“You go to Hawaii and turn left,” said Bruce Luyendyk. “Then at the bottom of the world, you’re there.” What he’s describing is Mount Luyendyk, a peak in Antarctica’s Fosdick Range that’s has been newly named in his honor. A couple of the UCSB professor emeritus of marine geophysics’ former students recommended it be named after him for his “research contributions to West Antarctica and science advocacy over 25 years,” and the U.S. Board on Geographic Names agreed formally on January 19, reported UCSB’s The Current.
In 1989, Luyendyk was camped out there with a team that included Christine Siddoway, now teaching at Colorado College and one of the students who nominated him; the other supporter was UCSB’s Chris Sorlien, a member of the school’s Earth Research Institute. They were 800 miles from McMurdo Station living in 8’x8’ tents, through stunningly clear weather and a “horrendous blizzard” alike. They knew that New Zealand had ripped from the Antarctic continent and partly submerged, while the Fosdick Range rose, but why? Their field research eventually revealed “that there was an unusual amount of heat in the mantle that centralized over the Antarctic side,” said Luyendyk. “That basically started the engine that created the asymmetry between these mountains and the New Zealand side.”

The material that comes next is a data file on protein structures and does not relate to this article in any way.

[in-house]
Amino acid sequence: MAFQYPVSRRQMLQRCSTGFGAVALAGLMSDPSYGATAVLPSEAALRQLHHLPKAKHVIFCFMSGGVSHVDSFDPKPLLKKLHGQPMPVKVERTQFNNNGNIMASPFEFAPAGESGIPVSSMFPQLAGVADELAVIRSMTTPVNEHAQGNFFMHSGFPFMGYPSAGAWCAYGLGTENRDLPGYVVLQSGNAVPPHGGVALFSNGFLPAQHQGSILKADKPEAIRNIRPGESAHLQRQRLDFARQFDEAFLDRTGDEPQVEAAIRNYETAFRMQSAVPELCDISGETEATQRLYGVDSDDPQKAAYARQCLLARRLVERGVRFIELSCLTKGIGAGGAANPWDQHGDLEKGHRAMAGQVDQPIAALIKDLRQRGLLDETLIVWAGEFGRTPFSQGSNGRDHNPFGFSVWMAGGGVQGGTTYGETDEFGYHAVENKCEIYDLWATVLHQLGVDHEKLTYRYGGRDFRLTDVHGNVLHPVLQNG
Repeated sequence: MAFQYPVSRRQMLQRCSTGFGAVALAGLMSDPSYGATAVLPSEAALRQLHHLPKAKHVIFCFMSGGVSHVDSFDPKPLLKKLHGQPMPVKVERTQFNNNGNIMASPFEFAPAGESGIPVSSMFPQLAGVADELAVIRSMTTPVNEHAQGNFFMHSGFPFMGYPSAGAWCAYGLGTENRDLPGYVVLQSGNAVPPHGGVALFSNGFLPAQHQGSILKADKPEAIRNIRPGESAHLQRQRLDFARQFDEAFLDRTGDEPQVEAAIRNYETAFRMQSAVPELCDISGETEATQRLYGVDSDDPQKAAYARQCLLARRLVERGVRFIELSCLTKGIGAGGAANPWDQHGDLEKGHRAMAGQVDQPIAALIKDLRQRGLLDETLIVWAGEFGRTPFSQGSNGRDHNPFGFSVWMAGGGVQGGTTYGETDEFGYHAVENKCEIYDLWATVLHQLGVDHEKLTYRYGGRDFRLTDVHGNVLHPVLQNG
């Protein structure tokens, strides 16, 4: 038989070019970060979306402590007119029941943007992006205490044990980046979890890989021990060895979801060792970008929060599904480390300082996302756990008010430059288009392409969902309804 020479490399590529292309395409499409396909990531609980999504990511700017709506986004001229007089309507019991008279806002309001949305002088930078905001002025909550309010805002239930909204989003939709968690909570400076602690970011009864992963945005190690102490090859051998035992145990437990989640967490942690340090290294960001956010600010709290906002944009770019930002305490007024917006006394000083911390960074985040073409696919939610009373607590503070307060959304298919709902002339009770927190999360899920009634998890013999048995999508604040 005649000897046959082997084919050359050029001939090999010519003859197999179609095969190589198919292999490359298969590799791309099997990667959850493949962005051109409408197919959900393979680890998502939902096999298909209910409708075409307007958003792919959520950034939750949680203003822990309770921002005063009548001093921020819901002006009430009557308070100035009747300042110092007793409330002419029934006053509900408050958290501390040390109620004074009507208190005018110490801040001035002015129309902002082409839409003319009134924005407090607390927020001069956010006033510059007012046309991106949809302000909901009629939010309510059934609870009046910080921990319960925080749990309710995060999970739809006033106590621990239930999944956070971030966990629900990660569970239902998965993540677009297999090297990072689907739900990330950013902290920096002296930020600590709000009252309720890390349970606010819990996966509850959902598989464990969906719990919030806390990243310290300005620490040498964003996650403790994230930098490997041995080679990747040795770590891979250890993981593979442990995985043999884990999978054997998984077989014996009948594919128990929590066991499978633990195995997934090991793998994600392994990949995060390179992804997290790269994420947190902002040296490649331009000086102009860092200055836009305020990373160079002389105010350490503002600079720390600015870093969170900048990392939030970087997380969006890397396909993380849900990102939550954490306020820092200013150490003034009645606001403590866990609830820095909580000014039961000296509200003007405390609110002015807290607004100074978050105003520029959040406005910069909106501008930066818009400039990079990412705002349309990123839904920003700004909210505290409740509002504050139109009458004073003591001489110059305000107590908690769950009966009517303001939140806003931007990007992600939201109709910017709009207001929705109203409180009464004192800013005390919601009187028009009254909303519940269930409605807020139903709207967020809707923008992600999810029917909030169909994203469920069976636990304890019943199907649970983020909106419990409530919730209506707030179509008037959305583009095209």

He returned on an expedition in 1990, but now, he said, “I’d love to go back, but that’s for young people.”